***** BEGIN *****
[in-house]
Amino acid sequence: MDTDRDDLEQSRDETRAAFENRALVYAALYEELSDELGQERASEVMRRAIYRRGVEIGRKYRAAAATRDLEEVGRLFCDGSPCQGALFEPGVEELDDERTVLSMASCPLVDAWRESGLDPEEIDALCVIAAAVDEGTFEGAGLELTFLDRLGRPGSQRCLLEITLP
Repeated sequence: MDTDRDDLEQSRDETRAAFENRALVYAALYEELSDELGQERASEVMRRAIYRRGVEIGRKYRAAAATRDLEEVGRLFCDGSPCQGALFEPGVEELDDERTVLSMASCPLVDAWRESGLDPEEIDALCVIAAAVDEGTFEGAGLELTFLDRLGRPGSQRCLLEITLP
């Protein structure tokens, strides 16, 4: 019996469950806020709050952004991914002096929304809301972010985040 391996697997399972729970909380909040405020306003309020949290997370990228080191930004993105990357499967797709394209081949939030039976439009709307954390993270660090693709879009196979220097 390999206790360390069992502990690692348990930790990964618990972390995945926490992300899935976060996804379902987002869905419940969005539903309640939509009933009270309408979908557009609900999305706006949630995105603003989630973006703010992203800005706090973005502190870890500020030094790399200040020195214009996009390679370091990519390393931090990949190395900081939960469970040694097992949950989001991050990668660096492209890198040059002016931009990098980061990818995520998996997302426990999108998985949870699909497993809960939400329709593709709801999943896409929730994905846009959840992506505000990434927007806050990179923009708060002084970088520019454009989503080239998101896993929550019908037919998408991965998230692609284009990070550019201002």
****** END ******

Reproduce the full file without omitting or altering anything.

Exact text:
[in-house]
Amino acid sequence: MDTDRDDLEQSRDETRAAFENRALVYAALYEELSDELGQERASEVMRRAIYRRGVEIGRKYRAAAATRDLEEVGRLFCDGSPCQGALFEPGVEELDDERTVLSMASCPLVDAWRESGLDPEEIDALCVIAAAVDEGTFEGAGLELTFLDRLGRPGSQRCLLEITLP
Repeated sequence: MDTDRDDLEQSRDETRAAFENRALVYAALYEELSDELGQERASEVMRRAIYRRGVEIGRKYRAAAATRDLEEVGRLFCDGSPCQGALFEPGVEELDDERTVLSMASCPLVDAWRESGLDPEEIDALCVIAAAVDEGTFEGAGLELTFLDRLGRPGSQRCLLEITLP
């Protein structure tokens, strides 16, 4: 019996469950806020709050952004991914002096929304809301972010985040 391996697997399972729970909380909040405020306003309020949290997370990228080191930004993105990357499967797709394209081949939030039976439009709307954390993270660090693709879009196979220097 390999206790360390069992502990690692348990930790990964618990972390995945926490992300899935976060996804379902987002869905419940969005539903309640939509009933009270309408979908557009609900999305706006949630995105603003989630973006703010992203800005706090973005502190870890500020030094790399200040020195214009996009390679370091990519390393931090990949190395900081939960469970040694097992949950989001991050990668660096492209890198040059002016931009990098980061990818995520998996997302426990999108998985949870699909497993809960939400329709593709709801999943896409929730994905846009959840992506505000990434927007806050990179923009708060002084970088520019454009989503080239998101896993929550019908037919998408991965998230692609284009990070550019201002």